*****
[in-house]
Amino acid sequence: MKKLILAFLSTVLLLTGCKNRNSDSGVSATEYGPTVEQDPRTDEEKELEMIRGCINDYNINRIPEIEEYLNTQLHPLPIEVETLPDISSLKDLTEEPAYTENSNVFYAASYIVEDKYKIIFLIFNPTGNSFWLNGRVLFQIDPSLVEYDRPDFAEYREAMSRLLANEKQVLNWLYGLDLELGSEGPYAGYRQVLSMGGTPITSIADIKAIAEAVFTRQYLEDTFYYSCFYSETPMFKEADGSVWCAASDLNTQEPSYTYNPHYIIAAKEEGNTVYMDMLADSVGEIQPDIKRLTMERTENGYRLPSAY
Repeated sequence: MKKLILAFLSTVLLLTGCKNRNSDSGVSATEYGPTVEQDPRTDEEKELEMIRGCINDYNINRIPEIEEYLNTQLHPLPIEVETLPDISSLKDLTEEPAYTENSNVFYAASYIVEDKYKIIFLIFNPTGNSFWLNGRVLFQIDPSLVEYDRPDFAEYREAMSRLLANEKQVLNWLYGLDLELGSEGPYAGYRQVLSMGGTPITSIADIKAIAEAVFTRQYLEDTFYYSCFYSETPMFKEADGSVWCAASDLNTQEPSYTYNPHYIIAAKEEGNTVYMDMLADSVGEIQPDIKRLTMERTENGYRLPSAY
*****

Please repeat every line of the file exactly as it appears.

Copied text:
[in-house]
Amino acid sequence: MKKLILAFLSTVLLLTGCKNRNSDSGVSATEYGPTVEQDPRTDEEKELEMIRGCINDYNINRIPEIEEYLNTQLHPLPIEVETLPDISSLKDLTEEPAYTENSNVFYAASYIVEDKYKIIFLIFNPTGNSFWLNGRVLFQIDPSLVEYDRPDFAEYREAMSRLLANEKQVLNWLYGLDLELGSEGPYAGYRQVLSMGGTPITSIADIKAIAEAVFTRQYLEDTFYYSCFYSETPMFKEADGSVWCAASDLNTQEPSYTYNPHYIIAAKEEGNTVYMDMLADSVGEIQPDIKRLTMERTENGYRLPSAY
Repeated sequence: MKKLILAFLSTVLLLTGCKNRNSDSGVSATEYGPTVEQDPRTDEEKELEMIRGCINDYNINRIPEIEEYLNTQLHPLPIEVETLPDISSLKDLTEEPAYTENSNVFYAASYIVEDKYKIIFLIFNPTGNSFWLNGRVLFQIDPSLVEYDRPDFAEYREAMSRLLANEKQVLNWLYGLDLELGSEGPYAGYRQVLSMGGTPITSIADIKAIAEAVFTRQYLEDTFYYSCFYSETPMFKEADGSVWCAASDLNTQEPSYTYNPHYIIAAKEEGNTVYMDMLADSVGEIQPDIKRLTMERTENGYRLPSAY